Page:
FOXBOROUGH, Mass. (AP) — While Lee Evans awaits another chance in the NFL, he'll be rooting for the Baltimore Ravens in Sunday's AFC championship rematch with New England. The wide receiver who couldn't hold onto a pass in the end zone a year ago — which likely would have sent the Ravens into the Super Bowl — has no regrets. Except, maybe, that he's not part of the Ravens this time around.
FOXBOROUGH, Mass. (AP) — While Lee Evans awaits another chance in the NFL, he'll be rooting for the Baltimore Ravens in Sunday's AFC championship rematch with New England.
The wide receiver who couldn't hold onto a pass in the end zone a year ago — which likely would have sent the Ravens into the Super Bowl — has no regrets. Except, maybe, that he's not part of the Ravens this time around.
Evans says in an email that he "wishes he made the touchdown catch, but is thankful for the overall journey. You play the game to win and celebrate the joy with your teammates."
With 27 seconds to go, Joe Flacco connected with Evans in the deep right corner of the end zone, but defensive back Sterling Moore knocked the ball to the ground.
Soon after, Billy Cundiff missed a 32-yard field goal that would have forced overtime.
Evans says he has not gotten depressed over the play — Moore did make a strong strip after Evans got two hands on the ball.
"Give him credit for the play he made," Evans said.
Unfortunately for Evans, he's remembered as much for that incompletion as he is for two 1,000-yard receiving seasons in seven years with the Bills, and 43 touchdown catches.
"My goal is to play in the NFL again," said Evans, who was cut in the preseason last summer by Jacksonville, a team not exactly overloaded with receivers. "And if I am afforded that opportunity, I will be fully prepared and absolutely capable of competing at the highest level."
Cundiff hooked up with Washington and then San Francisco this season, but was cut by the 49ers on Friday without kicking for them as they stuck with veteran David Akers, who had been struggling.
Evans said he will be in front of his TV on Sunday watching the title games. He likes what he's seen from Baltimore (12-6) and knows the Ravens' recent postseason history; they've won a playoff game in each of the last five seasons and will be in their third AFC championship match in those five years.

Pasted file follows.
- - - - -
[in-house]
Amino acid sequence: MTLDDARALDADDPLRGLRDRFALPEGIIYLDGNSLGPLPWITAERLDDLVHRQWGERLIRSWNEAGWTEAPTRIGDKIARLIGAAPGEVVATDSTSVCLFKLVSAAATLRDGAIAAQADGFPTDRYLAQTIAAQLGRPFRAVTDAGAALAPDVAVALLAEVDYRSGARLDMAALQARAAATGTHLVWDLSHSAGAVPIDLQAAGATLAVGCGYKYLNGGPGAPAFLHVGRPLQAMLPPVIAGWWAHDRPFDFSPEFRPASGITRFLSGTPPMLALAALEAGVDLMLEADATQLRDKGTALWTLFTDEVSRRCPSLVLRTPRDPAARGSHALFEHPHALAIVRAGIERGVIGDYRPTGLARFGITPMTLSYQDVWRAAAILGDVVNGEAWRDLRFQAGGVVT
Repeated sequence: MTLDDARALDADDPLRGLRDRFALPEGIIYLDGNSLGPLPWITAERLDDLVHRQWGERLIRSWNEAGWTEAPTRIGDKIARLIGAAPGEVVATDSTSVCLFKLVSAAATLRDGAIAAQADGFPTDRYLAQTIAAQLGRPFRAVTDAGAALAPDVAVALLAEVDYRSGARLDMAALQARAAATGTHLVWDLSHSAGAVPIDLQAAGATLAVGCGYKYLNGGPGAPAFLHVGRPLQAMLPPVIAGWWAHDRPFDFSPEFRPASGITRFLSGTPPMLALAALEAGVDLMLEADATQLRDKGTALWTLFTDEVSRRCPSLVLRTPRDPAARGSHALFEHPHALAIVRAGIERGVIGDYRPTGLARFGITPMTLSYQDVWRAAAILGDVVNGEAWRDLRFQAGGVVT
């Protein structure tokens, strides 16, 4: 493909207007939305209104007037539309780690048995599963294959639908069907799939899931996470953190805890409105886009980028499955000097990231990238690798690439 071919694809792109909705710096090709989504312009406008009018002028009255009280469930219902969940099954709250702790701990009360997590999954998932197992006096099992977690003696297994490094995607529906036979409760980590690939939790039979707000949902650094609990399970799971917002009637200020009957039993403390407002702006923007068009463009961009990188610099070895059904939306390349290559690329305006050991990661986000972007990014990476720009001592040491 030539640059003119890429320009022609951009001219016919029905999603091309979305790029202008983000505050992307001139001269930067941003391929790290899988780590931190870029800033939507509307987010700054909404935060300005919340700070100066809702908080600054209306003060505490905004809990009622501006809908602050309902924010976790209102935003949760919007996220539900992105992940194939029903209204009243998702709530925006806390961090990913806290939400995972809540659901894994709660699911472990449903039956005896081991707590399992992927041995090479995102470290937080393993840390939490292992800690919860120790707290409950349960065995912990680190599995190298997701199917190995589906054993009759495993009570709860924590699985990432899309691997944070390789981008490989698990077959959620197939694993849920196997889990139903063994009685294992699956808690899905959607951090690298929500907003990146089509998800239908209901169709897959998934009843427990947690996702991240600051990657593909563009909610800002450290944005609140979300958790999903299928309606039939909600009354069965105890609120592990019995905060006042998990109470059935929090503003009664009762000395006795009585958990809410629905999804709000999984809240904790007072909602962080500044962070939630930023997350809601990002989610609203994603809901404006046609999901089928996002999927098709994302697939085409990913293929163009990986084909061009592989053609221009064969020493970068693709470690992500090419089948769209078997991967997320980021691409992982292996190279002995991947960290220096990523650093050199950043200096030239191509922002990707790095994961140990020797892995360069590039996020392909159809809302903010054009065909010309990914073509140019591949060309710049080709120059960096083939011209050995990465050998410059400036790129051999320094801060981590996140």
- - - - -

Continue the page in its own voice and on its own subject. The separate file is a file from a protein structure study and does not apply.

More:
But he also knows how tough the Patriots (13-4) are at home, particularly in January.
"It is a chess match between a defense that goes hard after the quarterback and gets after you on every play," Evans said, "and an offense that seeks to exploit their match-ups while always trying to capitalize on a defense's mistakes."
Evans' only season with the Ravens was marred by injury and he made only four receptions. He did help mentor Torrey Smith, Baltimore's top draft pick in 2011 who came into the league with the same kind of speed and game-breaking ability that made Evans the 13th overall pick in the 2004 draft out of Wisconsin.
He's seen Smith develop into a dangerous weapon for Flacco, and veteran Anquan Boldin has been superb in the playoffs. Kick returner Jacoby Jones got free on the 70-yard TD pass in the final minute of regulation that tied Denver in last weekend's divisional-round win.
"I saw growth in him this year as both a man and a player," Evans said of Smith. "He is a great guy who gets the most out of his abilities. His play really highlighted the improvements he made toward being a more fluid route runner and a sure-handed pass catcher."
Evans is particularly impressed by Flacco, the only quarterback to win a playoff game in his first five pro seasons.
"Joe's record speaks for itself," Evans said. "He does not get the credit he deserves for how important he is to making the Ravens' offense go."
A part of Evans will share in the Ravens' excitement if they win Sunday "after fully understanding what it feels like to be on the losing side."
"Life brings you highs and lows," he said, "and you have to keep that in perspective."